Tuesday, September 16, 2008

Renewal.

Featured in a television interview was a woman named Bettina Goering. If you recognize the name, you're quite right. Bettina Goering the grand niece of Hermann Goering, one of Hitler's henchmen and a leader of the Nazi government that did so much evil during World War 2. She talked herself about being of 'the bloodline of murderers.' In some ways the tone of the documentary is optimistic, because she is engaging in conciliatory dealings with a Jewish woman, helping to undo the cruel things done by her great uncle among other. But the point that struck me was what she said about herself, being related to someone who did such evil. It was as if that reflected on her. I don't believe that is fair, when those things happened before she was even born.
It can be right to learn from the misdeeds of the past. But it can be horribly wrong to condemn whole families for them.
Where this leads for me is, blaming a person for where they come from, or any other circumstances of their conception. Years ago I heard a debate about 'termination' of pregnancies. One speaker suggested that they could understand a woman choosing it if she was pregnant as a result of rape. Now I know that I can't dictate conscience to a woman who has suffered a horror like that. I'm not going to claim that I can understand another person's situation when I've never been in it, and never can be. What I do have to say is this: you cannot blame a child for the circumstances of their conception, just as you can't blame them for their relatives.
Someone once said a thing that struck me as quite shocking at the time - but it is actually quite true.
They said that any one or all of us could be living today because of an act of rape. Any or all of us could be descended from some utter monster. In either case, we cannot be blamed, and condemned, for the ancestry we come from or any other circumstance of our conception.
Does that sound shocking? Is it an insult to our parents to suggest it? No, not necessarily. Consider this.
Any human being draws their existence and identity from EVERY ancestor we have. It works thus: Obviously if our parents had never met, or something was different in the past from what is was, we would not have been conceived. And the same applies to our grandparents, and so on back as far as the human race goes. If someone travelled in time and intervened in the life of our great-great-great grandparents, so that they did not have the child they did have, then the whole line of descent would change from there down. If you could change history back as far as Emperor Claudius of Rome, and disrupt the relationship between two people such that one of their children was not born after all, then the entire line of descent from that point down through the centuries would alter. Thousands of people who do exist would not. Others might exist in their place. And that could eliminate the existence of any one of us.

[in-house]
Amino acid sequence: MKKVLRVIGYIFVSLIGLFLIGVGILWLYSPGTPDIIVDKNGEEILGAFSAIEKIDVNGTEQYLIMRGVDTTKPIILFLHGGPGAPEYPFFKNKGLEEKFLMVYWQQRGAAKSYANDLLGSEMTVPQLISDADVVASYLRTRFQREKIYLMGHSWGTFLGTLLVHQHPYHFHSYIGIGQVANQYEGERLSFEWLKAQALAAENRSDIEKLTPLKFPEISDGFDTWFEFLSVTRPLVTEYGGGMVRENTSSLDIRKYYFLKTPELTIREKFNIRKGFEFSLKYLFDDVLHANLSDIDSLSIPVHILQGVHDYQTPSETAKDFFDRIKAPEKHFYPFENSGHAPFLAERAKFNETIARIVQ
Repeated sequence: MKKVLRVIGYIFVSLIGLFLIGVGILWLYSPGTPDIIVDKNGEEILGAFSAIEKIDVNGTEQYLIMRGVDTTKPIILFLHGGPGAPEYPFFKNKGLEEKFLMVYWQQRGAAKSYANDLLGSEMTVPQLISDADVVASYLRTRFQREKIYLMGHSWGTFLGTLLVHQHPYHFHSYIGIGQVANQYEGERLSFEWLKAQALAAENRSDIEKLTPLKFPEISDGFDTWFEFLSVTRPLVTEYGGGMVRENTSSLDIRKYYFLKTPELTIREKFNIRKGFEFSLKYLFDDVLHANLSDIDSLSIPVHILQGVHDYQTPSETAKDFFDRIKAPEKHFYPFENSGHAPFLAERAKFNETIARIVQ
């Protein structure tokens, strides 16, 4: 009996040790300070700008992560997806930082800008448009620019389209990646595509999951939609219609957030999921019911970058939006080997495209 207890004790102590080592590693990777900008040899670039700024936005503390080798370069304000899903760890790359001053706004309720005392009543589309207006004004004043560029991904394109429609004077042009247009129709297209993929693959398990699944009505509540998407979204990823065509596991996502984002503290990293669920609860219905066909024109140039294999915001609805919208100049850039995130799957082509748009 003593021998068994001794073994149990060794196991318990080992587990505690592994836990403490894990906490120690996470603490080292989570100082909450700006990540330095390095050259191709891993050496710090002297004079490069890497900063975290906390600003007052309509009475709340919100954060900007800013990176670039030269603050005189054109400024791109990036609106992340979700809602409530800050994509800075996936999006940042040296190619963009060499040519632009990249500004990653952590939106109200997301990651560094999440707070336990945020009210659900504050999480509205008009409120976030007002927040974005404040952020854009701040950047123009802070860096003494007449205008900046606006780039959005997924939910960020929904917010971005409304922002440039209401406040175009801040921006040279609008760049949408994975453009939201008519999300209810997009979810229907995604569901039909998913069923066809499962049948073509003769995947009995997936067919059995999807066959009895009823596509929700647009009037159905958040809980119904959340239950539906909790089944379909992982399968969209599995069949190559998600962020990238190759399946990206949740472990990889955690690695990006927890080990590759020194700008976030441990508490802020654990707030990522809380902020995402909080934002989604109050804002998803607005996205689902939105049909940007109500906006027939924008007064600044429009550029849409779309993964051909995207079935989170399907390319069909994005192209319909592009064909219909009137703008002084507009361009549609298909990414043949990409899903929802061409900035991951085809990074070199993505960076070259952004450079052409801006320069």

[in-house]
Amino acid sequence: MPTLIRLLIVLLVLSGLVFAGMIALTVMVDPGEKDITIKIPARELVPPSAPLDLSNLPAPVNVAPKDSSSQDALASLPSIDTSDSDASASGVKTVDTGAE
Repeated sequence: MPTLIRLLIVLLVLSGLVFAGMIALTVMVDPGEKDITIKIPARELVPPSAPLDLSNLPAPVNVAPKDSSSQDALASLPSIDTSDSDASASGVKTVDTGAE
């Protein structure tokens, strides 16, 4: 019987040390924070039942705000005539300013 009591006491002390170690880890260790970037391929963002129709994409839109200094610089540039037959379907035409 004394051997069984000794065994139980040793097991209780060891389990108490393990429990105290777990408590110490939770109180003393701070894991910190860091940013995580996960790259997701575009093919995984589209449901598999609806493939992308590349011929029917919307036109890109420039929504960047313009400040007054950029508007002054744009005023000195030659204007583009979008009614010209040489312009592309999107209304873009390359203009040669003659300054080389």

Now calculate the number of your ancestors. We have two parents, four grandparents, eight great grandparents... and even allowing for marriage or child bearing between relatives like cousins, which can reduce the number, our ancestors number millions. To check that, simply keep multiplying two by two. Ten generations back we each have 1024 direct ancestors - and our identity comes inseparably from every one of them. Ten generations, at three or four each century, only goes back to the times of Queen Elizabeth 1 of England, William Shakespeare, the early European settlements in what was then called 'the Americas'. Now keep going back to the times of Queen Cleopatra of Egypt, Julius Caesar. The number reaches millions.
What could there be among all those ancestors who yielded our existence? If one person in every million is conceived in an act of rape, the probability is that we have several such ancestors. And what sort of people could be included among them?
This is the risk you run if you research your family tree. It's a natural thing to do; but it can turn up some things that are less than flattering. Back in the 'Dark Ages', a vile barbarian raiding a village might have committed some abomination on a female villager, and from thence came the line of descent which led to ...me? How do I know where I came from? And if it came to light that a great humanitarian, or someone you love, was descended only three generations back, from an act of rape, incest, prostitution, are you going to condemn them for that?
Now look at something that might change the whole view of it. When the Israelites were taking the city of Jericho, they had help from a woman named Rahab. Rabab was a 'harlot', a prostitute. In a city alread squalid and corrupt, she was one of the least respected. And yet it is recorded that she became an ancestress of the Messiah, in that one of His human parents descended from her.
We can't know who all our ancestors are. We can't know what unloveable acts might have led to the bloodline that we're descended from. We CAN know that we each have a human identity that comes from God.
The saying goes that "God has no grandchildren". That means we each can call ourselves His children, with no generational separation - and we have our lives from Him. We need not feel blighted by what is in our human ancestry. If it turns out to be something we can't be proud of, that shows no-one need be proud and count themselves better born that others. Our worth lies in our being beloved of God, not what we do ourselves, not the forebears we might claim. And no-one need be condemned for which humans they are descended from. God can renew any and everyone, and make them what He knows they can be.

8 comments:

Randi Jo :) said...

what a great entry ----- to think about our family lines and how many wouldn't be born if we ourselves were not born --- and then to parallel that to Jesus' line. WOW! And the significance of Rahab in His line is awesome.